When the labor market is in the favor of the job candidate, employers sometimes have issues with new hires. Accountability tends to be a difficult area of responsibility to enforce when job candidates have many opportunities to choose from. By being in the driver’s seat, they make decisions on the fly which may put the hiring company at a disadvantage, even to the point of not showing up for their first day of work because they found a better option at the last minute. Instead of communicating with the current employer, they are simply not showing up and making the company start from the very beginning again. With such a low unemployment rate, even new hires that have accepted a job offer and passed a background check are also not showing up for the first day of work.
Here are some solutions we recommend to avoid having a new hire not show up on the first day of work:
Increase the Communication
This really comes down to developing a relationship with the candidate prior to their first day of work. Make sure you remain in constant communication and do not take all the steps necessary at once, so that you can continue communicating throughout the hiring process.
Develop a Relationship
With increased communication, you can quickly develop a relationship with the new hire prior to their first day. Take interest in what they may be doing and be respectful if they are still working. Caring about what they are going through and preparing them for the first day shows that you care more than just filling the position, which may be why they chose to work for you.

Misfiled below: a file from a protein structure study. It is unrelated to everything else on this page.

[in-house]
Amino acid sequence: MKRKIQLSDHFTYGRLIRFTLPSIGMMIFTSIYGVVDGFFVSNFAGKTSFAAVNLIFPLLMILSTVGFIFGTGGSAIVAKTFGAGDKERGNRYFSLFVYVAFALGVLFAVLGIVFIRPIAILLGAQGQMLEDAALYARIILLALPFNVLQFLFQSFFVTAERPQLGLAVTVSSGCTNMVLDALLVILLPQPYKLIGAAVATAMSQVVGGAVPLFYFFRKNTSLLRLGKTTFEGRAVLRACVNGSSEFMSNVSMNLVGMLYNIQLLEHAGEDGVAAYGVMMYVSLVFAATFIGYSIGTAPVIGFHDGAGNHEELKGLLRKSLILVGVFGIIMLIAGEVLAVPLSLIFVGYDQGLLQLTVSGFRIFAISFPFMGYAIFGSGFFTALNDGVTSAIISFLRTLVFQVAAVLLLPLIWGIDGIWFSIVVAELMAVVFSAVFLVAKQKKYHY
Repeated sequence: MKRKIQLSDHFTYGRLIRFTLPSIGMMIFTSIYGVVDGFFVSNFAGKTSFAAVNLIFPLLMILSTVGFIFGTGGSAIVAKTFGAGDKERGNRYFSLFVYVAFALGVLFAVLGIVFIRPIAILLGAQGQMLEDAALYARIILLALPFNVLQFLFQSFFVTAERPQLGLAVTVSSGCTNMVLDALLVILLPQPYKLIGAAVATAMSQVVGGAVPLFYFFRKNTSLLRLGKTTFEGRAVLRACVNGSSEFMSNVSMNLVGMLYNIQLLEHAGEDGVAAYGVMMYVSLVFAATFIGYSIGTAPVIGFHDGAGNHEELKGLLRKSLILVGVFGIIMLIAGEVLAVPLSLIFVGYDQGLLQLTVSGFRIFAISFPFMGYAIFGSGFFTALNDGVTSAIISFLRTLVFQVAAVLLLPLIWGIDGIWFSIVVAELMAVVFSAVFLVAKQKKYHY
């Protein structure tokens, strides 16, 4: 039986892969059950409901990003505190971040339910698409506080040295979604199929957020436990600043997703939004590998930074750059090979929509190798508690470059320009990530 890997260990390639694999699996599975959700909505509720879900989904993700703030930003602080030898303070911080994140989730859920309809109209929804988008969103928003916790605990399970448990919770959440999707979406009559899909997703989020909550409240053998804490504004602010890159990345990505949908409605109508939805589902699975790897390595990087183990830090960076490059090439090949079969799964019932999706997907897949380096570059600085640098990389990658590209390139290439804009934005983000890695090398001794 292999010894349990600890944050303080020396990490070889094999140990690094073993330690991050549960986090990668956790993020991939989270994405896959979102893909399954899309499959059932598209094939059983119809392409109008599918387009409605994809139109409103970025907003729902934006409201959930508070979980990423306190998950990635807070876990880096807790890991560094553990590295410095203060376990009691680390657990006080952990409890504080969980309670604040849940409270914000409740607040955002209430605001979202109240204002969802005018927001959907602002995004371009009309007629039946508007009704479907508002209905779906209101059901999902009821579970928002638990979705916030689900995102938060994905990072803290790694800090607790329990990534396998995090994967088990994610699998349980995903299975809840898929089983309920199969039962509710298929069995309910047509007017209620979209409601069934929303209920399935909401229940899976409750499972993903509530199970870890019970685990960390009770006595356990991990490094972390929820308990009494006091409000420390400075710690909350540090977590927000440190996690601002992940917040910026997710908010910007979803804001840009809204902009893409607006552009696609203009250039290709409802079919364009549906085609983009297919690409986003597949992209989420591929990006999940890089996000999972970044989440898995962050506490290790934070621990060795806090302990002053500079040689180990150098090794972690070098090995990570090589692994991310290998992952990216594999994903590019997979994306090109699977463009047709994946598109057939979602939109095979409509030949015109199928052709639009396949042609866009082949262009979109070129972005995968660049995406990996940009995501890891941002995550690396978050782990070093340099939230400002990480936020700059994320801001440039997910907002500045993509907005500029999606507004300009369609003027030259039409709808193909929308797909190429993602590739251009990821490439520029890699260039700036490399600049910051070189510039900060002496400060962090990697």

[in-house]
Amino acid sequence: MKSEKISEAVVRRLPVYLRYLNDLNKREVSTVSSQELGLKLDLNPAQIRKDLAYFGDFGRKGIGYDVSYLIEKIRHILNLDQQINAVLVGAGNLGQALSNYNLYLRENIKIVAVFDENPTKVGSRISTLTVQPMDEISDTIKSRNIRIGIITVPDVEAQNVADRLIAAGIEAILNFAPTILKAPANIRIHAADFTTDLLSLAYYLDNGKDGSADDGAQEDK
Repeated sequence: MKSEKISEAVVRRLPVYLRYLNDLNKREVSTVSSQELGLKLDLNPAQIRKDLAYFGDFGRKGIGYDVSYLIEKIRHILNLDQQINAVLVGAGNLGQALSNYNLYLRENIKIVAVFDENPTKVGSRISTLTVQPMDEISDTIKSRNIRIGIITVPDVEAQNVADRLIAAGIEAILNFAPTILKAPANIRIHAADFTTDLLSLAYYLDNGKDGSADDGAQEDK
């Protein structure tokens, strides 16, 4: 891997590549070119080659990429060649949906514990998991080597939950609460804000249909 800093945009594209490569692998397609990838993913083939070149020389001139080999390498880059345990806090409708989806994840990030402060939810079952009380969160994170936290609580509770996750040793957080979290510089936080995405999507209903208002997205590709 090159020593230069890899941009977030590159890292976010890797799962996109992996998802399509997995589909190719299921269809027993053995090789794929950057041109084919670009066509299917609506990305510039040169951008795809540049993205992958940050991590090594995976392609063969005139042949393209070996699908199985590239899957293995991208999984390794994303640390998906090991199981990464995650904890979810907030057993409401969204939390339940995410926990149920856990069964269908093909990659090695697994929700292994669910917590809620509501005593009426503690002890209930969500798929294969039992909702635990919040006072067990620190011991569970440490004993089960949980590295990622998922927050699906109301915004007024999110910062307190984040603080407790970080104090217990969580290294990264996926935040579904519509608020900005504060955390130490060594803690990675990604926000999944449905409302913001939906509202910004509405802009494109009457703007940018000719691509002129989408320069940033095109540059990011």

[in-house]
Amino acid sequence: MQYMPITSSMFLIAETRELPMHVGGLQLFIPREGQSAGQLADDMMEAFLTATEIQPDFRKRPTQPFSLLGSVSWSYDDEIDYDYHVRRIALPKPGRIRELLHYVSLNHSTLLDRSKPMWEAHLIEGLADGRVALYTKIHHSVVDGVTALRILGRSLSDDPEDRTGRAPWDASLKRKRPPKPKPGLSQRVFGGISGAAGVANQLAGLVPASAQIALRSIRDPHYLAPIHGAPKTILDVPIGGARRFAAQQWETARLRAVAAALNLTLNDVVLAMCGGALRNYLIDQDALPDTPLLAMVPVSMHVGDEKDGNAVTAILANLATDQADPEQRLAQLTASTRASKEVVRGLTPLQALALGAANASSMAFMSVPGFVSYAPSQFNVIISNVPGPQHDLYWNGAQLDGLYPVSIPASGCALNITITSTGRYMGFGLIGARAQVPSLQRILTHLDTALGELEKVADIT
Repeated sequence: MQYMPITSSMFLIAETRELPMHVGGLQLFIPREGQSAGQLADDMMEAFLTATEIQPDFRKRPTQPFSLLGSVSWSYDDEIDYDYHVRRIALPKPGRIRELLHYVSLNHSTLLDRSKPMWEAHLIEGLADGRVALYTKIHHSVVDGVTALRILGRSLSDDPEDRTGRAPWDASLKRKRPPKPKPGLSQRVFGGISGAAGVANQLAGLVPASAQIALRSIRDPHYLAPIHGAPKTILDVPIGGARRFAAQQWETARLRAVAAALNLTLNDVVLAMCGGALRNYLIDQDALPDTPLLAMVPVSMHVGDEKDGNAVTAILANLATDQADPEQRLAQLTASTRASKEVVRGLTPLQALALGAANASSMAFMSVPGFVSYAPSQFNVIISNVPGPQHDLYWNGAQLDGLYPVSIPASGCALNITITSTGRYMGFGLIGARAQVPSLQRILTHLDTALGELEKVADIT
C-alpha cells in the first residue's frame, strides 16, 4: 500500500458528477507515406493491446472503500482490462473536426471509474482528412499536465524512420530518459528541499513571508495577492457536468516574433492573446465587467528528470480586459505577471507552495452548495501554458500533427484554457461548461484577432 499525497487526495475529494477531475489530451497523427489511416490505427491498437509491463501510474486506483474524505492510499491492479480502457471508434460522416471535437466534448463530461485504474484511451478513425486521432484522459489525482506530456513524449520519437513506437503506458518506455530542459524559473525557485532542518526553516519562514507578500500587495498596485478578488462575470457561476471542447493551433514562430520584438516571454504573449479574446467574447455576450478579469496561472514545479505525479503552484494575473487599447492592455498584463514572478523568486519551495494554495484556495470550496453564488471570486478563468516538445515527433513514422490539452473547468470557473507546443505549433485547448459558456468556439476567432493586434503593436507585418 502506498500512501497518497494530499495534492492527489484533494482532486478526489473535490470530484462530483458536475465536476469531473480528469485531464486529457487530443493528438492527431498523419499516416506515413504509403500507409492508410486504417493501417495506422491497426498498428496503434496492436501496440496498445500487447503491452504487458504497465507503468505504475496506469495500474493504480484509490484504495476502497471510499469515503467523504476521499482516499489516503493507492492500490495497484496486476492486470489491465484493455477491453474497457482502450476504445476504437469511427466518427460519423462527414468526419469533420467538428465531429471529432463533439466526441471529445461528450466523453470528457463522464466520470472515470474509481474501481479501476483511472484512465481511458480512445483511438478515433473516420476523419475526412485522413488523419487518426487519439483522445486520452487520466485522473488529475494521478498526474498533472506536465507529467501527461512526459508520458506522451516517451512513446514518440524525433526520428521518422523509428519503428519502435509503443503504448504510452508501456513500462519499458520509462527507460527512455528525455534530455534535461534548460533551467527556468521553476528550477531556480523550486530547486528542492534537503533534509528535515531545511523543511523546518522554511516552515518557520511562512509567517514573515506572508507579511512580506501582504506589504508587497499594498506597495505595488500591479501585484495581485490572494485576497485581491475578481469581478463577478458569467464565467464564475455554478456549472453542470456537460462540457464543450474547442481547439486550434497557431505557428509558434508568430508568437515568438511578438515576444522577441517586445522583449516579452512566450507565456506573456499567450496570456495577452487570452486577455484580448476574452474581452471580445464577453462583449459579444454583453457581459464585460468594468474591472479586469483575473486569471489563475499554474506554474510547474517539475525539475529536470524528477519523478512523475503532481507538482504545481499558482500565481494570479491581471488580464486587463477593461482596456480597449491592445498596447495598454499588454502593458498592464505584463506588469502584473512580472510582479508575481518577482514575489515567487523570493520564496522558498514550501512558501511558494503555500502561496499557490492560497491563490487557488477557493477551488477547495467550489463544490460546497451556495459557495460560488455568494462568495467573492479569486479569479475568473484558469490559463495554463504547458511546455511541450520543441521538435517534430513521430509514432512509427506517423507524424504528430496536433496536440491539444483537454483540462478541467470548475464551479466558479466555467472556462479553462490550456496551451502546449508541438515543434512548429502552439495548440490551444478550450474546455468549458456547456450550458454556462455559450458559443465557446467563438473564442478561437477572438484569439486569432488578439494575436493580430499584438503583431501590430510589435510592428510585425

Share the Culture
By having a relationship and constant communication, you are creating an expectation with the new hire as well about your culture. Working in an environment with a great company culture can mean more to a new hire than added money. Establishing that office culture early is important to maintain them long enough to start the position and really learn how awesome your culture is.
Have More than One Contact
We also recommend having more than one contact within your company, if possible. It is great for HR and the new hire’s manager to both be communicating respectively with the new hire prior to their start date. This makes the new hire double think “ghosting” on their first day because they don’t want to let the company or the employees down.
Being proactive in the interview process can also be helpful in anticipating any potential “ghosting”. Ask the candidate what other opportunities the may be entertaining or pursuing or where they may be in the interview process with other opportunities. It may be the opportunity you need to identify what is attractive to them about those positions vs. yours. Ask them where your opportunity ranks. If they are currently employed, ask them what their plan is should they get a counter-offer from their current company. These tactics can help identify the true motivations of the candidate’s job search and where you need to focus your efforts in getting them committed to your company and position.
Interested in working with a great hire that is interested in your company? Contact RCS today, for a list of potential candidates, currently available in this tight job market.